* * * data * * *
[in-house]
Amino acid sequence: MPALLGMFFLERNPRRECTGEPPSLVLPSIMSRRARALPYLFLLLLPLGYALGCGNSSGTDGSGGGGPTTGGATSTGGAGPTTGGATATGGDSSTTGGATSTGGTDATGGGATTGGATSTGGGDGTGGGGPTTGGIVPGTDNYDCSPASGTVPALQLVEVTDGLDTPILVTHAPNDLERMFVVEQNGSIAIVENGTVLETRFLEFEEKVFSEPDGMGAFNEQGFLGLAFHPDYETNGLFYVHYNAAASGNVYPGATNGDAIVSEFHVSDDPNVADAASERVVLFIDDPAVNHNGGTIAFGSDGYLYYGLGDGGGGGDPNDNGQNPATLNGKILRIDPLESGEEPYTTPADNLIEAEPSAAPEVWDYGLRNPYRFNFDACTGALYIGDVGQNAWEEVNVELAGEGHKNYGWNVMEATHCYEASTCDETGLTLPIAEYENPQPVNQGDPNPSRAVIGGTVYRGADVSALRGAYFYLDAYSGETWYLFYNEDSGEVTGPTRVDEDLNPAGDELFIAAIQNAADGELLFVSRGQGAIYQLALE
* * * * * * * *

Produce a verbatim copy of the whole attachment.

[in-house]
Amino acid sequence: MPALLGMFFLERNPRRECTGEPPSLVLPSIMSRRARALPYLFLLLLPLGYALGCGNSSGTDGSGGGGPTTGGATSTGGAGPTTGGATATGGDSSTTGGATSTGGTDATGGGATTGGATSTGGGDGTGGGGPTTGGIVPGTDNYDCSPASGTVPALQLVEVTDGLDTPILVTHAPNDLERMFVVEQNGSIAIVENGTVLETRFLEFEEKVFSEPDGMGAFNEQGFLGLAFHPDYETNGLFYVHYNAAASGNVYPGATNGDAIVSEFHVSDDPNVADAASERVVLFIDDPAVNHNGGTIAFGSDGYLYYGLGDGGGGGDPNDNGQNPATLNGKILRIDPLESGEEPYTTPADNLIEAEPSAAPEVWDYGLRNPYRFNFDACTGALYIGDVGQNAWEEVNVELAGEGHKNYGWNVMEATHCYEASTCDETGLTLPIAEYENPQPVNQGDPNPSRAVIGGTVYRGADVSALRGAYFYLDAYSGETWYLFYNEDSGEVTGPTRVDEDLNPAGDELFIAAIQNAADGELLFVSRGQGAIYQLALE